Believe in whatever you want. This doesn’t even take a week to accomplish.

Can it be done?

Plenty of people will disagree with me, but I believe someone could become a witch in a week. It’s really as simple as calling yourself a witch — while understanding your own personal definition of the word — and dedicating yourself to both study and practice. There was a point in the mid 1990s that I had only been a witch for a week. Every experienced witch was, at one point, merely a week into their practice.

The writer that has everyone annoyed wasn’t dedicated and didn’t have a genuine interest in even being a witch — and that’s why she was so “worried” by the results. She entered the entire journey in satire. If you enter any endeavor half-assed, you’re not going to get anything out of it. That can be said for anything from exploring a new spiritual belief to finding a new trade for employment. Half-assed intent leads to half-assed results.

Witchcraft is having another burst of popularity right now. That happens every couple of decades and isn’t anything new. Whether or not it’s a good thing depends on your own personal opinion, but it is what it is. The writer of the biased piece clearly chose her topic because she knew that the popularity of such would attract enough controversy to generate traffic. Most people know that means money in the writer’s pocket. Witchcraft was an easy target, and the writer clearly had no authentic interest in pursuing the actual practice of it.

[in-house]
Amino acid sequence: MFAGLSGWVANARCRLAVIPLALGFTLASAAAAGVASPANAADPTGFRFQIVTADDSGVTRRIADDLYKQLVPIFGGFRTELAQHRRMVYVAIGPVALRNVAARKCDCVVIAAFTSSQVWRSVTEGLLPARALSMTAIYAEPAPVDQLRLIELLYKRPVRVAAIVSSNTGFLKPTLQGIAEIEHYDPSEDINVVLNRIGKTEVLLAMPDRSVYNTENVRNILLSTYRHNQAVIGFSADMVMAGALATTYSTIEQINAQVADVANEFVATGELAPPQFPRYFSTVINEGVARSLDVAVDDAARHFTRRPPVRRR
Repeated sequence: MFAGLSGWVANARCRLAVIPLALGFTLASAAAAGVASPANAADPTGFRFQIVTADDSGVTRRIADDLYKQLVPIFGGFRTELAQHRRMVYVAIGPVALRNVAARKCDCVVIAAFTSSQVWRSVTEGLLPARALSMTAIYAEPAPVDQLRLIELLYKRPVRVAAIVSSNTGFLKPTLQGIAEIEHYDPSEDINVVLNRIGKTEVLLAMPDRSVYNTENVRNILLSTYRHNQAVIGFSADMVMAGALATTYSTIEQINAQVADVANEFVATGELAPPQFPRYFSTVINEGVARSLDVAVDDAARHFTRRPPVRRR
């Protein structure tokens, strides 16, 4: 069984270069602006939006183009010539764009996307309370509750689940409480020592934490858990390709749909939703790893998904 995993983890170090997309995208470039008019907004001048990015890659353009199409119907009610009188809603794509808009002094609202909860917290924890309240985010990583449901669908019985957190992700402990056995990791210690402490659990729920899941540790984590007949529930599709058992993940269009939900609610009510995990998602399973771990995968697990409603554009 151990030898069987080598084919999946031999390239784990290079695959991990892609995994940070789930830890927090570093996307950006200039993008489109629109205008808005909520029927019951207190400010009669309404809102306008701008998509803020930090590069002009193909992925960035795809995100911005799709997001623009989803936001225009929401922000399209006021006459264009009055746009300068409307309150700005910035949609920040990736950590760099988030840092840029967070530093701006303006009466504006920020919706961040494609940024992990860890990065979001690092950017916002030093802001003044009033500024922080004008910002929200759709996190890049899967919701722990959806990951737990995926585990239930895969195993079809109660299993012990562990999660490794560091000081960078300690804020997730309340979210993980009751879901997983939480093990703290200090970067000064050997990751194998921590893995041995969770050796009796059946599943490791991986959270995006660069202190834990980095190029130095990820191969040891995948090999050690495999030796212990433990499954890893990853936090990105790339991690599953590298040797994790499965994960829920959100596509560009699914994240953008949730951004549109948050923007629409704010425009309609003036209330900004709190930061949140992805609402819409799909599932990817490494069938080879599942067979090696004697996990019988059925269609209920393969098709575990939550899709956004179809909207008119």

If you have interest in witchcraft, from a scholarly point-of-view, don’t just jump in for a week of playing with children’s flashcards and wearing a novelty costume hat. If you have a legitimate interest in being a witch, then jump in and start practicing. Learn as you practice, and gain experience. It’s really not that complicated — nor is it as simple as some people will have others believe.